One oth­er thing, Tex­ter actu­ally tracks the key­strokes you’ve saved, and provides this fun little report show­ing how much time you’ve saved using it, and provides a handy print­able chart of all your replace­ment mac­ros.

Hello coders and writers, do you use a text replace­ment applic­a­tion? If so, weigh in on your app-of-choice, or per­haps a favour­ite replace­ment macro you use often.

This post of is one of many I pub­lish weekly at the Future Shop Techb­log. Read more of my stuff here.

Best Skins Ever — Perhaps

I’m a bit prissy when it comes to my dis­play screens on my mobile devices and tech­no­logy. I like put­ting screen scratch pro­tect­ors on them. To pro­tect them. To give me the peace-of-mind that they’ll sur­vive the harsh treat­ment they get in my vari­ous bags and packs, and that the pro­tect­or, not the screen, will absorb any harsh treat­ment.

I’ve done this with my digit­al cam­er­as, my hand­held GPS units, my PDAs, and now my iPad.

While there are a num­ber of dif­fer­ent screen pro­tect­or and skin vendors, for my Apple devices, I’ve chosen skins from Best Skins Ever (yes, that really is their name).
Con­tin­ue read­ing “Best Skins Ever — Per­haps”

Remote control your computer from your iPad

Some say that the iPad is a magic­al device. I won’t go that far, but it is kinda cool, though it does have its short­com­ings — espe­cially when you com­pare it to a desktop or laptop com­puter. There are just many things done much bet­ter on a com­puter than on an iPad, which is why it’s neat that there’s com­puter remote con­trol soft­ware for the iPad.

One of the easi­est I’ve found to use is Log­MeIn Igni­tion. Part of the Log­MeIn fam­ily, Igni­tion lives on your iPad (or iPhone, or iPod Touch, or Android) and allows you to con­trol any com­puter you’ve registered with the Log­MeIn ser­vice.

Here’s how the pro­cess works:
1. Get a free Log­MeIn account
2. Install Log­MeIn Free cli­ent soft­ware on every PC/Mac you want to con­trol
3. Register those com­puters with your Log­MeIn account inform­a­tion

If you stop here, you now have the abil­ity to con­trol any of your registered com­puters from any oth­er registered com­puter (that’s run­ning the cli­ent soft­ware), or through the Log­MeIn web inter­face (which is very slick!).

4. Install the LogMeIn:Ignition cli­ent on your iPhone/iPod Touch or iPad

And you’re done. You can now con­trol any of your com­puters via your iPad.


Con­tin­ue read­ing “Remote con­trol your com­puter from your iPad”

Free and good? It’s for the birds!

Actu­ally it’s for you and me, and I’m refer­ring to the free online suite of tools that flies under the Avi­ary ban­ner. Actu­ally, it’s more than a suite of tools, Avi­ary is also a com­munity by and for con­tent cre­at­ors:

At Avi­ary, we believe that every­one in the world should have access to power­ful cre­ation tools. We there­fore chose our com­pany mis­sion to be We make cre­ation access­ible to every­one. Our power­ful set of tools helps ful­fill this mis­sion by enabling small busi­nesses, stu­dents, artists & cre­at­ors across dif­fer­ent genres.

What this means for us is that there’s now an awe­some set of media cre­ation tools avail­able for you to use, for the cost of your inter­net con­nec­tion — yes, the Avi­ary tools are free (though they ori­gin­ally had a sub­scrip­tion busi­ness mod­el).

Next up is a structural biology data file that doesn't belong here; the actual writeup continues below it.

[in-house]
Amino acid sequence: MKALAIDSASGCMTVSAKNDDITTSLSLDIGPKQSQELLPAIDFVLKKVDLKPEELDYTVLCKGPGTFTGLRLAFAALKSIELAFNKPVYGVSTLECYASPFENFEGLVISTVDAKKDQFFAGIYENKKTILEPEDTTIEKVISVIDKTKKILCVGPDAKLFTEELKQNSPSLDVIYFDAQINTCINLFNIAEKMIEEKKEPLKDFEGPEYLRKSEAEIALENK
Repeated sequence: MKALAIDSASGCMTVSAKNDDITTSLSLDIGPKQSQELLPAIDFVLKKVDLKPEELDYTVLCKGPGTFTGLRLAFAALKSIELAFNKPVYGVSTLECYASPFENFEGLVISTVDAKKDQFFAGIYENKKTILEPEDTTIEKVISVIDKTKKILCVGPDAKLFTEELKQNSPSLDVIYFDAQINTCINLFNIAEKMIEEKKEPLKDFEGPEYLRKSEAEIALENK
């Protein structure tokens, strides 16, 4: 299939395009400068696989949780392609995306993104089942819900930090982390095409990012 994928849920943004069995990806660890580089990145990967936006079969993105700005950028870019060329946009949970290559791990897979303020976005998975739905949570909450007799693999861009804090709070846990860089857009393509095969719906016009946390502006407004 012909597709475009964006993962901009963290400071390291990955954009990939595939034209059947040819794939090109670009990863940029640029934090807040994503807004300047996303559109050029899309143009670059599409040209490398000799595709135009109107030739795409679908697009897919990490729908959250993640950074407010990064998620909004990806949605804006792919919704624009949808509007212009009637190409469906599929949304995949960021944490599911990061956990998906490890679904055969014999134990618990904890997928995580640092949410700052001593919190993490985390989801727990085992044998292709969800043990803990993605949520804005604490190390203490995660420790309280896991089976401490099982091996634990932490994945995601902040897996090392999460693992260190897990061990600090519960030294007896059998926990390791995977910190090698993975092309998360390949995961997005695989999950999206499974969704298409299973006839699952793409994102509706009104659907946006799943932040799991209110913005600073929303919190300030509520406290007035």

My most recent for­ray into the bird­house had me using the Myna audio edit­or to trim down a mix I’d cre­ated for anoth­er blog post review­ing Seline HD (a cool iPad instru­ment).


My mix had too much dead space at the head and tale of the selec­tion. A few quick tweaks in Myna, and the mix is much as you see above.


Then, with a few clicks of your mouse, you can mix it down, and down­load it or copy some pub­lish code to embed it in your web­site or blog post (as I did here).

bard1.egg by bgrier on Aviarybard1.egg by bgri­er on Avi­ary

But this is just one of the Avi­ary suite of bird-themed tools. Oth­ers include:

  • Phoenix — Image Edit­or
    An image edit­or has lay­ers, masks, effects, undo his­tory, and all that oth­er good stuff.
  • Talon — Screen Cap­ture
    Use Talon to cap­ture screen­shots web pages from your browser or desktop and crop, res­ize or mark them up.
  • Raven — Vec­tor Edit­or
    The world’s first online vec­tor edit­or.
  • Pea­cock — Effects Edit­or
    It does so many won­der­ful and amaz­ing things, we decided to call it our visu­al labor­at­ory.
  • Roc — Music Cre­at­or
    Use Roc to cre­ate music and loops for use in Myna and ring­tones.
  • Fal­con — Image Markup
    Use Fal­con to quickly cap­ture images and web pages from your browser or desktop and crop, res­ize or mark them up.
  • Tou­can — Swatch Edit­or
    A col­or swatches and palettes tool will help you find col­ors you didn’t even know exist.

And as I men­tioned above, there’s a whole set of Avi­ary com­munit­ies focused on the tools, and on cre­at­ing, dis­cov­er­ing, mash­ing up and pub­lish­ing con­tent.

It’s free — so can you afford not to take a peek into the bird house?

This post of is one of many I pub­lish weekly at the Future Shop Techb­log. Read more of my stuff here.

Making music on the iPad

In the pre­vi­ous item I men­tioned that I’d not yet tested out Seline HD, an iPad app. Well, I have now, and yes, it really is quite cool.

After fid­dling about with the inter­face for a bit, I was able to pull this little bit togeth­er.

I must have been inspired by the few hours of The Pil­lars of the Earth we were watch­ing — seems to have a medi­ev­al theme.

One neat thing I loved; you can record and over­dub, so with a bit of patience, you are the orches­tra!
bard1.egg by bgrier on Aviarybard1.egg by bgri­er on Avi­ary

Addi­tion­al note: I used the awe­some free online clip / audio edit­or Myna (an Avi­ary tool) to trim the head and tail of the clip so there was no dead space. Cloud audio editing…how cool!
Check out this video / tutori­al of Selene HD for a bit more detail.